Deshaun Watson’s attorney acknowledged in a news conference Friday that the Houston Texans quarterback did engage in sexual activity during massage sessions, but he said the encounters were consensual.
The attorney, Rusty Hardin, indicated there were “sometimes consensual encounters” during Watson’s massage sessions. When later asked by a reporter to clarify, Hardin said “we’ve never run from it” and the question “has always been about consent.”
“I’m not going into what it is, the nature, the numbers or with whom,” Hardin said. “The question always, that we have always been emphasizing: Never, at any time, under any circumstances … did this young man ever engage in anything that was not mutually desired by the other party.”
Watson, 25, has been accused of sexual misconduct or assault in lawsuits filed by 22 women over the past four weeks. The women, who filed their complaints using the pseudonym “Jane Doe,” have generally alleged that he exposed himself or touched them with his genitals during massage sessions. Two women have also accused him of sexual assault.
Houston police are investigating at least one complaint involving Watson, and the NFL is also investigating the matter under the auspices of its personal conduct policy. Hardin said he has not heard from either entity as of Friday, and does not know how many women have filed criminal complaints involving his client.
Watson, who led the NFL in passing yards last season, has broadly denied wrongdoing in his only public statement on the matter.
Hardin, meanwhile, reiterated Friday that “we do not believe the allegations” and defended both Watson’s character and some of his actions related to the massages.
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Flanked by four female attorneys, Hardin said Watson has received about two or three massages per week over the past four years, or as many as 150 massages per year. He said strict COVID-19 protocols were partly, but not exclusively, why Watson contacted massage therapists on Instagram over the past calendar year.
“You have to remember the landscape and all the availability of these things changed in 2020,” Hardin said. “… Sure, it’s a lot. And the reason is because he got a lot of massages.”
Among the other topics of discussion at the news conference:
► When asked why Watson sought massages from so many different massage therapists, especially during a global pandemic in which such sessions could risk possible exposure to COVID-19, Hardin cited the quarterback’s ever-changing schedule, among other reasons.
“His schedule is longer than everybody else’s, and it’s more unpredictable,” Hardin said. “He may not know until 11 o’clock at night what time he’s got available tomorrow.”
► Hardin described the filing of anonymous lawsuits against Watson as “a new model for extortion.”
“You bleed it out, you keep saying it, you keep saying it, you keep talking about (it),” he said.
► When asked about Watson’s alleged desire to be nude during the massages, Hardin said he believes that nudity isn’t rare in such settings. He added that he would be surprised “if masseuses really were shocked or surprised or uncomfortable with a man wanting to be nude.” (Several women have claimed in lawsuits that Watson’s nudity was either surprising or made them uncomfortable.)
► Hardin did not directly address a question about alleged Instagram exchanges in which Watson asked women to dress a certain way for a massage session. The messages have been referenced by Tony Buzbee, the attorney who is representing the 22 civil plaintiffs.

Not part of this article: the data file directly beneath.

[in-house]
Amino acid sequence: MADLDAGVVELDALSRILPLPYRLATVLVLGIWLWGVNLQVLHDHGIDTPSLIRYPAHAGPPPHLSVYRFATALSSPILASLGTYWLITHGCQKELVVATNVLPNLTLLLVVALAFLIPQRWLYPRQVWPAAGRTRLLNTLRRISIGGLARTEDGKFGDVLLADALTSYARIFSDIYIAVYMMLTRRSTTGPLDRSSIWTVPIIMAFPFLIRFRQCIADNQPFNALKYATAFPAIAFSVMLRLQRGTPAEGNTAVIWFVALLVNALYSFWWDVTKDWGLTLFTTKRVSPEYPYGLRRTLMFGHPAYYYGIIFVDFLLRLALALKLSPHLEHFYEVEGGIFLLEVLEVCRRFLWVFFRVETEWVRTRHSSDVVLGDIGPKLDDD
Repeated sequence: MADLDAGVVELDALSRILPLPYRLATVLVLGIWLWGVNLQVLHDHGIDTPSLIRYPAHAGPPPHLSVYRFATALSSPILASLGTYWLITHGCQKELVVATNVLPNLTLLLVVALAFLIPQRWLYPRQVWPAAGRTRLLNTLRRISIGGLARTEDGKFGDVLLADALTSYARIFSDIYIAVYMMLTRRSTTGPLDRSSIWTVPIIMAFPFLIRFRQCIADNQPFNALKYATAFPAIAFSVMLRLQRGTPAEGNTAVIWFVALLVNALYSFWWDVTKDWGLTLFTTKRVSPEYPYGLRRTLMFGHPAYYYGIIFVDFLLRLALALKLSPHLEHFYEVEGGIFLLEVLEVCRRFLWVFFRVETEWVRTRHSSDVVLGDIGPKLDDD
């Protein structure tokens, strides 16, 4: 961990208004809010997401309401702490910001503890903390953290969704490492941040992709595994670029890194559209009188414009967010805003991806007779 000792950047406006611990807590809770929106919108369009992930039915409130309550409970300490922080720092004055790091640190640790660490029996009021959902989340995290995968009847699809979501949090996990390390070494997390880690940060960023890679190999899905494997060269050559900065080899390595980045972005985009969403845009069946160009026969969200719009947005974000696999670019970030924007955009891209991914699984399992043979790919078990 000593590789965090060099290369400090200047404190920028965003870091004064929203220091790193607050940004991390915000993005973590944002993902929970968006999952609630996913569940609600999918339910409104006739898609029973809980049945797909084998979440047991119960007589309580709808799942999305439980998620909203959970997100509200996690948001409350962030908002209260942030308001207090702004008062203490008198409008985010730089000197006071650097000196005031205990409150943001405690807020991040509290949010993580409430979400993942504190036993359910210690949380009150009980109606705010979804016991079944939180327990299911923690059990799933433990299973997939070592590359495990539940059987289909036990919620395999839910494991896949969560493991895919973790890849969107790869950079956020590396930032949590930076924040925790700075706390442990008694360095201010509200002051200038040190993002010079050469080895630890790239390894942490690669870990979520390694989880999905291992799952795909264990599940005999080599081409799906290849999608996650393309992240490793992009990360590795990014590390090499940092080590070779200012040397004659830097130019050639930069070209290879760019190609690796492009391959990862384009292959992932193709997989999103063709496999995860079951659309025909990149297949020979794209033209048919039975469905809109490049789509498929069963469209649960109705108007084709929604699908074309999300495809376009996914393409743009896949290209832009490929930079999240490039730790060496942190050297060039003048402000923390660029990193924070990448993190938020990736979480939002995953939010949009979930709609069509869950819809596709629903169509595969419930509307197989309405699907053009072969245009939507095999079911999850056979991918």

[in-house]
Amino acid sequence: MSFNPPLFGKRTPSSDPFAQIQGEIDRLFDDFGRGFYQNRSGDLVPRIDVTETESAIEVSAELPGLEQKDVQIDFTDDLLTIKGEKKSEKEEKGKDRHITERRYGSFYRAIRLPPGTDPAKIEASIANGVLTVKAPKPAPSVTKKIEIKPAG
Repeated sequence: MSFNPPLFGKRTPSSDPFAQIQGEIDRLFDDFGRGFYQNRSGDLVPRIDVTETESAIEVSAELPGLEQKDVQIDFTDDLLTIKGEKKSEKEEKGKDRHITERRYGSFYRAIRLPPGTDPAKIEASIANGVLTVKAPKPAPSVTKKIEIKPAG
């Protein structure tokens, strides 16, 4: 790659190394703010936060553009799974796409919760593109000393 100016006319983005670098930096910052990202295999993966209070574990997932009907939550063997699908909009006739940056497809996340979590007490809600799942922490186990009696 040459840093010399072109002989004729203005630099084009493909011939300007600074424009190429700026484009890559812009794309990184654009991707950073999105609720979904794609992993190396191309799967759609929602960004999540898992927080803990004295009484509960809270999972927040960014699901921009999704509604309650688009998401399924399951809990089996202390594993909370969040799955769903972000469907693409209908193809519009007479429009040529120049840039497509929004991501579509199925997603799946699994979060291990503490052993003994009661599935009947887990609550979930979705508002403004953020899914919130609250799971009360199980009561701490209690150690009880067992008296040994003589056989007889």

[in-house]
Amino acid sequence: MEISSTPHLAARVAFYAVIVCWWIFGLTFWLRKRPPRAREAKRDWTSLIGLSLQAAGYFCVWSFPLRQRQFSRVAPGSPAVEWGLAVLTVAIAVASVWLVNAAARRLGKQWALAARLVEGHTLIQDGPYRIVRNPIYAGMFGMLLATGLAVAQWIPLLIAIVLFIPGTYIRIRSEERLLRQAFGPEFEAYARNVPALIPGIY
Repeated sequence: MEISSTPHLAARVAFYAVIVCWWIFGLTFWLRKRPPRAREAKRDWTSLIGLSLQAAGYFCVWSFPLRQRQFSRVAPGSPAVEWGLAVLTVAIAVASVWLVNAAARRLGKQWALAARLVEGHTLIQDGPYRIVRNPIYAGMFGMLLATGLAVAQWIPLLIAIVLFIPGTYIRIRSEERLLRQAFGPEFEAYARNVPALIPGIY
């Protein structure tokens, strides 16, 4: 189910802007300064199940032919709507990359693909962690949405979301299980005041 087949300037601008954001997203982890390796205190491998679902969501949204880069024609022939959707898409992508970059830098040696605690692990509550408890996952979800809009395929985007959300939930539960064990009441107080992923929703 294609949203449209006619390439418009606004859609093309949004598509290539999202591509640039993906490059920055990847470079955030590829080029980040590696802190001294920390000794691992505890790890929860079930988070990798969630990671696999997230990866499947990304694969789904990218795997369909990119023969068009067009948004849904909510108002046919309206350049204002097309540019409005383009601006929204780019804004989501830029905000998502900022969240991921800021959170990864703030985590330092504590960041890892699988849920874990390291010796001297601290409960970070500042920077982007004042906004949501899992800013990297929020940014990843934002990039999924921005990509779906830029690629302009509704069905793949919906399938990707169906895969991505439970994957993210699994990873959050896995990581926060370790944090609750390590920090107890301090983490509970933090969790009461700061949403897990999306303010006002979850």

“I’m really not going to get into what Tony has said, because that’s a long, long trip down the line,” Hardin said. “We’ll be glad to answer all of those questions. There will be depositions, there will be everything else.”
Hardin and his team also spent a significant chunk of the news conference discussing Watson’s character.
Attorney Letitia Quinones, who said she is a survivor of sexual assault, spoke about Watson’s upbringing and characterized him as someone who is still reconciling with his fame and public persona.
“This 25-year-old young man was thrown into the depths of something he wasn’t accustomed to: Money, fame and stardom,” Quinones said.
Watson starred collegiately at Clemson, has been selected to three consecutive Pro Bowls and signed a four-year, $156 million contract extension last fall.
Another attorney on Hardin’s team, Rachel Lewis, said she did not know who Watson was prior to taking on his case. She is not originally from Houston, she said, and she does not watch football. But after spending several hours with Watson, Lewis said: “I can tell you that this man is not capable of the things that are in the allegations.”
“I would ask everyone to not rush to judgment,” Lewis later added. “… He is a good man. He does not deserve this. And I know that everyone will see that.”
Hardin’s news conference came hours after two emergency motions hearings at which he asked the court to compel 13 of the unnamed women to refile their lawsuits with their names attached. The judge in each hearing granted Hardin’s request.
Buzbee said in one of the hearings that nine of his clients had already agreed to come forward, in addition to Ashley Solis and Lauren Baxley, who revealed their identities at a news conference earlier this week.
“After they watched Ashley Solis provide her compelling and truthful statement, these brave women felt emboldened and strong enough to take this important step,” Buzbee said in a statement Friday afternoon. “They are ready to be identified.”
Hardin is required to file formal responses to some of the lawsuits as early as Monday under Texas law. He suggested that he and Watson are “absolutely” prepared to fight the lawsuits in trial.
“What he wants more than anything is to get back his reputation,” Hardin said.